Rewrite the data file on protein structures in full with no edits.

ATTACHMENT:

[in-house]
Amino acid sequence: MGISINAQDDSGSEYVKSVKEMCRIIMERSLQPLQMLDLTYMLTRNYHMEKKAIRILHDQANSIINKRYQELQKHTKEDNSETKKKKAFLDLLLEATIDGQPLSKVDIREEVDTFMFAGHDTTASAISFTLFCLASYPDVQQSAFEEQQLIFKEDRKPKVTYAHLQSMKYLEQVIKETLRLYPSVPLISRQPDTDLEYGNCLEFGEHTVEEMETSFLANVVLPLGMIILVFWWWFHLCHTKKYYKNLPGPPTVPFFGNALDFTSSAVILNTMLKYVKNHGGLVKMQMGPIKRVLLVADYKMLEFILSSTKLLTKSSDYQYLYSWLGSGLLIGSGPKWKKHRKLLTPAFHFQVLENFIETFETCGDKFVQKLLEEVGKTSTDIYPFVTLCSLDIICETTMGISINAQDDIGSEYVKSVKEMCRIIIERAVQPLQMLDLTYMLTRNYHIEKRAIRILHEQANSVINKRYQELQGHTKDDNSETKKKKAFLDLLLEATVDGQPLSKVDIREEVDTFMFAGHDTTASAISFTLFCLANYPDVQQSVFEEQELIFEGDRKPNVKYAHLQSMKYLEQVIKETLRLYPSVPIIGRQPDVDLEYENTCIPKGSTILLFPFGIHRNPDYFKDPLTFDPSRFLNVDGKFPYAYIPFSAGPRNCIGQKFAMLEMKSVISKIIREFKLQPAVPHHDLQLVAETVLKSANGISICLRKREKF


[in-house]
Amino acid sequence: MGISINAQDDSGSEYVKSVKEMCRIIMERSLQPLQMLDLTYMLTRNYHMEKKAIRILHDQANSIINKRYQELQKHTKEDNSETKKKKAFLDLLLEATIDGQPLSKVDIREEVDTFMFAGHDTTASAISFTLFCLASYPDVQQSAFEEQQLIFKEDRKPKVTYAHLQSMKYLEQVIKETLRLYPSVPLISRQPDTDLEYGNCLEFGEHTVEEMETSFLANVVLPLGMIILVFWWWFHLCHTKKYYKNLPGPPTVPFFGNALDFTSSAVILNTMLKYVKNHGGLVKMQMGPIKRVLLVADYKMLEFILSSTKLLTKSSDYQYLYSWLGSGLLIGSGPKWKKHRKLLTPAFHFQVLENFIETFETCGDKFVQKLLEEVGKTSTDIYPFVTLCSLDIICETTMGISINAQDDIGSEYVKSVKEMCRIIIERAVQPLQMLDLTYMLTRNYHIEKRAIRILHEQANSVINKRYQELQGHTKDDNSETKKKKAFLDLLLEATVDGQPLSKVDIREEVDTFMFAGHDTTASAISFTLFCLANYPDVQQSVFEEQELIFEGDRKPNVKYAHLQSMKYLEQVIKETLRLYPSVPIIGRQPDVDLEYENTCIPKGSTILLFPFGIHRNPDYFKDPLTFDPSRFLNVDGKFPYAYIPFSAGPRNCIGQKFAMLEMKSVISKIIREFKLQPAVPHHDLQLVAETVLKSANGISICLRKREKF